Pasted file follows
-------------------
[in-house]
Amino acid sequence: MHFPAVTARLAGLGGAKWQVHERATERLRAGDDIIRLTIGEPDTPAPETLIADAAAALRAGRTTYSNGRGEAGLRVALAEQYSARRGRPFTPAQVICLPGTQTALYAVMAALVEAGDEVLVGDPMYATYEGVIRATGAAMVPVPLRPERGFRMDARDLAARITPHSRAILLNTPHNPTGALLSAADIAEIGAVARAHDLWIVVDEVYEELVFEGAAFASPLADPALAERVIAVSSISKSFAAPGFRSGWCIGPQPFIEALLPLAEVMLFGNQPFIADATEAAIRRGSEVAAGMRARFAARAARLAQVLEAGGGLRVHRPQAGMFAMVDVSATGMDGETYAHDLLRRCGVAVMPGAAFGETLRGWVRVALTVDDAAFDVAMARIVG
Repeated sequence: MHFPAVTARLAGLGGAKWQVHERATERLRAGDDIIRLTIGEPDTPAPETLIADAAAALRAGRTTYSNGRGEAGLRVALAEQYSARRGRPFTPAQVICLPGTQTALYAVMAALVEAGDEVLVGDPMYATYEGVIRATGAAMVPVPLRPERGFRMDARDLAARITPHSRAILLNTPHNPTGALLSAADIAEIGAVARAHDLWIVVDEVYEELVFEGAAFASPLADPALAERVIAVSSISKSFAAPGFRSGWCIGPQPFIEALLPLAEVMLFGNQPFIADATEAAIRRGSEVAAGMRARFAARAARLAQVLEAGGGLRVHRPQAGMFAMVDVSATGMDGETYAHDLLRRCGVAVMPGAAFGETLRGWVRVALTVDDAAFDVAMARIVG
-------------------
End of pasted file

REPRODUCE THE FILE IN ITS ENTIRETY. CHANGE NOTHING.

[in-house]
Amino acid sequence: MHFPAVTARLAGLGGAKWQVHERATERLRAGDDIIRLTIGEPDTPAPETLIADAAAALRAGRTTYSNGRGEAGLRVALAEQYSARRGRPFTPAQVICLPGTQTALYAVMAALVEAGDEVLVGDPMYATYEGVIRATGAAMVPVPLRPERGFRMDARDLAARITPHSRAILLNTPHNPTGALLSAADIAEIGAVARAHDLWIVVDEVYEELVFEGAAFASPLADPALAERVIAVSSISKSFAAPGFRSGWCIGPQPFIEALLPLAEVMLFGNQPFIADATEAAIRRGSEVAAGMRARFAARAARLAQVLEAGGGLRVHRPQAGMFAMVDVSATGMDGETYAHDLLRRCGVAVMPGAAFGETLRGWVRVALTVDDAAFDVAMARIVG
Repeated sequence: MHFPAVTARLAGLGGAKWQVHERATERLRAGDDIIRLTIGEPDTPAPETLIADAAAALRAGRTTYSNGRGEAGLRVALAEQYSARRGRPFTPAQVICLPGTQTALYAVMAALVEAGDEVLVGDPMYATYEGVIRATGAAMVPVPLRPERGFRMDARDLAARITPHSRAILLNTPHNPTGALLSAADIAEIGAVARAHDLWIVVDEVYEELVFEGAAFASPLADPALAERVIAVSSISKSFAAPGFRSGWCIGPQPFIEALLPLAEVMLFGNQPFIADATEAAIRRGSEVAAGMRARFAARAARLAQVLEAGGGLRVHRPQAGMFAMVDVSATGMDGETYAHDLLRRCGVAVMPGAAFGETLRGWVRVALTVDDAAFDVAMARIVG